Small town activists show up big for Black Lives Matter

Rural towns in Washington saw anywhere from 30 to 1,300 participants. In one town, that accounted for more than 50% of the population.

A woman stands with a sign with an American flag in the foreground

Fran Cuhtahlatah stands in protest at the corner of North Main Street and West Fifth Avenue in Ellensburg, Kittitas County, June 14, 2020. While other local residents have protested recently, Cuhtahlatah has been out quietly protesting in the community for the past three years. (Matt M. McKnight/Crosscut)

Fran Cuhtahlatah has stood on the corner of 5th and Main in Ellensburg every Wednesday from 5 to 6 p.m. for the past three years. The 70-year-old retiree, who has lived in Ellensburg since 1973, initially picketed in protest of President Donald Trump’s policies of separating families coming across the U.S.-Mexico border. 

Since George Floyd’s death on May 25, Cuhtahlata has changed her schedule to every day, joining Ellensburg’s anti-racism protests in support of Black Lives Matter. The killing of Black men at the hands of police has shaken her as a protester, and also a grandmother.

“And then when this happened [George Floyd’s death] and happened again. It happened again and continues to happen, it seems, like two or three times a week,” Cuhtahlatah said. “All I could see was my grandsons on the ground dying. And it was killing me.”

Cuhtahlatah, who is white, has two biracial grandsons who are Black and who have both experienced racial profiling, discrimination and police violence. 

One grandson had the police called on him six times during one walk around an Ellensburg neighborhood when he was 15. Cuhtahlatah saw her other grandson, during a mental health episode, slammed into the ground by police. That’s one of the reasons she’s calling on the Ellensburg Police Department to have dedicated mental health professionals called to scenes along with officers.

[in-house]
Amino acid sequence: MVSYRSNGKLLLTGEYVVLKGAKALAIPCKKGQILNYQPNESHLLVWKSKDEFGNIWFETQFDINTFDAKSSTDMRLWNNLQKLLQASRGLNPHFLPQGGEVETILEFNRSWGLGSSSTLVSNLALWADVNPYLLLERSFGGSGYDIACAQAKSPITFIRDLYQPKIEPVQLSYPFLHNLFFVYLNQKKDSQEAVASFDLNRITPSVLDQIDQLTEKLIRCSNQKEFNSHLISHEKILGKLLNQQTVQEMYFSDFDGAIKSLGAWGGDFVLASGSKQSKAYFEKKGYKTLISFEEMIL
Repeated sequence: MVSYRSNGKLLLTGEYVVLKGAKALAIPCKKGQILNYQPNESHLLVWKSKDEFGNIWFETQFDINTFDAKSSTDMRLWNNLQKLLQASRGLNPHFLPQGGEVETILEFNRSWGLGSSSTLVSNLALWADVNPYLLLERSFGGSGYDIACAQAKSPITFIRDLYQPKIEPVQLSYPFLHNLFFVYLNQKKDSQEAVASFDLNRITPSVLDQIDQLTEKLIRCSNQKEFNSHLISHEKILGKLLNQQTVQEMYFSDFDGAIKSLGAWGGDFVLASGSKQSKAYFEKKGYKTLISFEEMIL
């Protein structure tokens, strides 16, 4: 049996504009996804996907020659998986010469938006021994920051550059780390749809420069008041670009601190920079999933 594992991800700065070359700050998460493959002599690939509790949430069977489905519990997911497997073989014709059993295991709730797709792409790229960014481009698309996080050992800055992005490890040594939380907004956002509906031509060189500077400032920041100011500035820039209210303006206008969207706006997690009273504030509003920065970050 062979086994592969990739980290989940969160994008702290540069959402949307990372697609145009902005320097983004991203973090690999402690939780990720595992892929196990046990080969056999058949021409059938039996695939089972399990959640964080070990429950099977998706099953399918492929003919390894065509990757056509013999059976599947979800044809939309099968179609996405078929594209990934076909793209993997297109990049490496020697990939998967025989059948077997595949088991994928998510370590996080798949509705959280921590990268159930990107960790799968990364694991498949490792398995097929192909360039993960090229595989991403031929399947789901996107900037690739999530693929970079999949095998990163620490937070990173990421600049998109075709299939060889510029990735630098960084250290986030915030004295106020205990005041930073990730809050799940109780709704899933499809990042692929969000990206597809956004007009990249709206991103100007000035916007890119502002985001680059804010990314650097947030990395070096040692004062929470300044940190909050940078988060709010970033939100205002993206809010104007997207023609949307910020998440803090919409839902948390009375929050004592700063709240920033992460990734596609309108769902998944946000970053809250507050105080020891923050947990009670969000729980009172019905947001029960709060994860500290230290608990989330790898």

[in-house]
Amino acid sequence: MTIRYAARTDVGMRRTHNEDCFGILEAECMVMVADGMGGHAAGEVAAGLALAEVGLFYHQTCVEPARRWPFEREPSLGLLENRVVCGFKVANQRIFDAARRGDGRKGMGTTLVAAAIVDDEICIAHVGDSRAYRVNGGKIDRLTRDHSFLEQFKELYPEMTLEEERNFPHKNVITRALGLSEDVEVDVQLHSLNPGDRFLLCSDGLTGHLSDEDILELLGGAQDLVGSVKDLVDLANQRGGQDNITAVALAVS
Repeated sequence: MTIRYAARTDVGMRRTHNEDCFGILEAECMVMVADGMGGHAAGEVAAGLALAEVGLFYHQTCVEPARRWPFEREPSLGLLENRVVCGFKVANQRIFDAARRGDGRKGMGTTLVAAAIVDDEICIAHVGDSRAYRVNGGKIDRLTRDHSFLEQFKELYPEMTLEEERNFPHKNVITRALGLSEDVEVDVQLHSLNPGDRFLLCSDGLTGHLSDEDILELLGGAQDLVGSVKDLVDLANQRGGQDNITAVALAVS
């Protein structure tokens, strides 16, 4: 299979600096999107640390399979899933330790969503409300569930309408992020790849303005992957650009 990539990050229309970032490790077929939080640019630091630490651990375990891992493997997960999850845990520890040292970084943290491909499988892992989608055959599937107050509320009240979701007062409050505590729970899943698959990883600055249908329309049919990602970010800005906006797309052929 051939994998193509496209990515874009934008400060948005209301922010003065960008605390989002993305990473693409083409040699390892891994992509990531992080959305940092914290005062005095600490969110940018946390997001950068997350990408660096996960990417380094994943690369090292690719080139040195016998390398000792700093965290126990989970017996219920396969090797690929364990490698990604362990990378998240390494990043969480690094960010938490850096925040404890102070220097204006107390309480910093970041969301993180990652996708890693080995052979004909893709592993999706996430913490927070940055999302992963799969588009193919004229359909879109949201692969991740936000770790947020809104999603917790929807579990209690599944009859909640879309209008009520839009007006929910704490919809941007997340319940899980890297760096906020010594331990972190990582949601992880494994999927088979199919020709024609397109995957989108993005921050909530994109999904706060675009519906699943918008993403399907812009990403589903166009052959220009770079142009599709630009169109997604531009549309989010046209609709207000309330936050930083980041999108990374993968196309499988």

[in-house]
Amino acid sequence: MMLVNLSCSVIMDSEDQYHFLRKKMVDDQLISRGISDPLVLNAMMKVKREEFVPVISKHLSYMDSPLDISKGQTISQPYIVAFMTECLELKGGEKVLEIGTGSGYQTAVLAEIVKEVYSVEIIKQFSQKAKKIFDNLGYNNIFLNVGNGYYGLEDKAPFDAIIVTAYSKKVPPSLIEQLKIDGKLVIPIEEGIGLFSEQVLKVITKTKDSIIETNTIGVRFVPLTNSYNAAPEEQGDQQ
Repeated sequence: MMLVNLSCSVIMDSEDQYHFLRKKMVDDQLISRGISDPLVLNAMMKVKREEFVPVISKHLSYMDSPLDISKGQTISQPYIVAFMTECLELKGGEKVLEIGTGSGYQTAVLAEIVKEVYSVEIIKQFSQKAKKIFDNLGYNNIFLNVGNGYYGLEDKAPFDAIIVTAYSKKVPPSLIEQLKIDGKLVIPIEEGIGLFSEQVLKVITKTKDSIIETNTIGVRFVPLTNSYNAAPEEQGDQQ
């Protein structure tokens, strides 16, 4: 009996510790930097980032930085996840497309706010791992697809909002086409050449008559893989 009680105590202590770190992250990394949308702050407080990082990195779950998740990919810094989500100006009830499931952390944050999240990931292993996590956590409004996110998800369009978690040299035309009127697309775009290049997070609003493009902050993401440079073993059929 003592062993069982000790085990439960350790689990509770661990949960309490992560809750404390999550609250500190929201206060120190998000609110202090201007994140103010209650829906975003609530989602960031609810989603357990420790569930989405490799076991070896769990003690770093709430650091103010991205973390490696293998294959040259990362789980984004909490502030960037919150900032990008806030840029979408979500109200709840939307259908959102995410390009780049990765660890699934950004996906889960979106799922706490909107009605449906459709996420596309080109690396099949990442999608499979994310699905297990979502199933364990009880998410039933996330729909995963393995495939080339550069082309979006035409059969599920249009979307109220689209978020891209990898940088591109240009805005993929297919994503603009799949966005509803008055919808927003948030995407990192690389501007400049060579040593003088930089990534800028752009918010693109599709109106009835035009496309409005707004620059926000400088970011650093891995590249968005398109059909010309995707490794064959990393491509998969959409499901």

Protests 'like the world's never seen': more Black Lives Matter protests in WA


When she heard that Black Lives Matters protests were happening in her town, she was “so happy.” 

“I decided maybe I’d go join them and do a little guidance. I’ve done some community organizing. You know, give them some white privilege, old lady protection, if they needed it,” Cuhtahlatah said. 

Protesters stand with that well-worn corner of 5th and Main, a mix of seasonal college students, residents and a small contingent from other nearby cities.

Small, mostly white rural towns across Washington are standing up in solidarity with the Black Lives Matter protests. Although dwarfed by comparison with the thousands protesting in places like Seattle and Portland, the people standing up against racism in smaller numbers do not think their message should be dismissed or watered down because they aren’t big enough to make the national news.

And in some cases, compared with their community's population, the turnout for these smaller demonstrations is impressive.